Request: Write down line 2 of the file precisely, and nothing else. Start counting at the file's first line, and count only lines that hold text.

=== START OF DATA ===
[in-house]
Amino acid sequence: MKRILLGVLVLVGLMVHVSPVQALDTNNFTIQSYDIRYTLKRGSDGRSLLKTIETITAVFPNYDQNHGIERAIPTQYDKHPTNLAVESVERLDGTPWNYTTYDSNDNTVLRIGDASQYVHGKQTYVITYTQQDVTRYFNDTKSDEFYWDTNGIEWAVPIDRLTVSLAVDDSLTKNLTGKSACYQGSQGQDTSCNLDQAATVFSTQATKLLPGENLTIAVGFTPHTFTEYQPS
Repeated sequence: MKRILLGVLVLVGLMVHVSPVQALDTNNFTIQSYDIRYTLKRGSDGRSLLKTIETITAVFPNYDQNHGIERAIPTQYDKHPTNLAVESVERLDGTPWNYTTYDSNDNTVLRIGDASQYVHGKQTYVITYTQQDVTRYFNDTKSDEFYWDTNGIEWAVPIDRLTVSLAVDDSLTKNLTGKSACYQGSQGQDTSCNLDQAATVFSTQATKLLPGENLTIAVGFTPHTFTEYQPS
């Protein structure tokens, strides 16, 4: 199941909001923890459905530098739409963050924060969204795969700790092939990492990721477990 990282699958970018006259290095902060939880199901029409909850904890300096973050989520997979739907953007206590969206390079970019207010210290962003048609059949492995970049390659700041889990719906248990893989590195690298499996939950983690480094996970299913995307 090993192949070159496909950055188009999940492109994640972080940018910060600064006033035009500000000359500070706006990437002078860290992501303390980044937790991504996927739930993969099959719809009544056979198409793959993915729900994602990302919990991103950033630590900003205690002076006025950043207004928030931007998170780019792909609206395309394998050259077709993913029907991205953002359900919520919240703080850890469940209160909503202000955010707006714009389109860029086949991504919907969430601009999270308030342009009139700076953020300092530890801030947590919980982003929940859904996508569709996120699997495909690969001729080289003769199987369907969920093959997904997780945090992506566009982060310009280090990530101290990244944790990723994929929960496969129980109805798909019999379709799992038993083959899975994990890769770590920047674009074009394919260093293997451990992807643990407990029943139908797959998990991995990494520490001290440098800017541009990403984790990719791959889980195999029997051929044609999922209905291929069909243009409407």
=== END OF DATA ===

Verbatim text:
Amino acid sequence: MKRILLGVLVLVGLMVHVSPVQALDTNNFTIQSYDIRYTLKRGSDGRSLLKTIETITAVFPNYDQNHGIERAIPTQYDKHPTNLAVESVERLDGTPWNYTTYDSNDNTVLRIGDASQYVHGKQTYVITYTQQDVTRYFNDTKSDEFYWDTNGIEWAVPIDRLTVSLAVDDSLTKNLTGKSACYQGSQGQDTSCNLDQAATVFSTQATKLLPGENLTIAVGFTPHTFTEYQPS